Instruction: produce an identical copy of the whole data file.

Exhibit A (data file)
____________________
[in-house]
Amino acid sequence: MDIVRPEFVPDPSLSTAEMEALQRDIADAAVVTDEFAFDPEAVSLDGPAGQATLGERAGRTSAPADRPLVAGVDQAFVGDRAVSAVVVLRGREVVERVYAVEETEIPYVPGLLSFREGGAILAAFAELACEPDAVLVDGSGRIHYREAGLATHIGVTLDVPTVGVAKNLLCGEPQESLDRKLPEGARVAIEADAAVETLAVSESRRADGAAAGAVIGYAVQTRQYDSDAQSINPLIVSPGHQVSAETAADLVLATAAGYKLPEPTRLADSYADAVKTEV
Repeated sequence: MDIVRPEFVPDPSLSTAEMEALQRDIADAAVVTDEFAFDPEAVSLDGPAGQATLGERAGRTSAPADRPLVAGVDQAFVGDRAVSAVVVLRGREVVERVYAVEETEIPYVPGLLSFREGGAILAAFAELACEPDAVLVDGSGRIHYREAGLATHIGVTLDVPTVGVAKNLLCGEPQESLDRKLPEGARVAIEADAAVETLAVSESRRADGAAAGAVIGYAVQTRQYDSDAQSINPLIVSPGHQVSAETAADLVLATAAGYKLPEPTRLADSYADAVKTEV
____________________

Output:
[in-house]
Amino acid sequence: MDIVRPEFVPDPSLSTAEMEALQRDIADAAVVTDEFAFDPEAVSLDGPAGQATLGERAGRTSAPADRPLVAGVDQAFVGDRAVSAVVVLRGREVVERVYAVEETEIPYVPGLLSFREGGAILAAFAELACEPDAVLVDGSGRIHYREAGLATHIGVTLDVPTVGVAKNLLCGEPQESLDRKLPEGARVAIEADAAVETLAVSESRRADGAAAGAVIGYAVQTRQYDSDAQSINPLIVSPGHQVSAETAADLVLATAAGYKLPEPTRLADSYADAVKTEV
Repeated sequence: MDIVRPEFVPDPSLSTAEMEALQRDIADAAVVTDEFAFDPEAVSLDGPAGQATLGERAGRTSAPADRPLVAGVDQAFVGDRAVSAVVVLRGREVVERVYAVEETEIPYVPGLLSFREGGAILAAFAELACEPDAVLVDGSGRIHYREAGLATHIGVTLDVPTVGVAKNLLCGEPQESLDRKLPEGARVAIEADAAVETLAVSESRRADGAAAGAVIGYAVQTRQYDSDAQSINPLIVSPGHQVSAETAADLVLATAAGYKLPEPTRLADSYADAVKTEV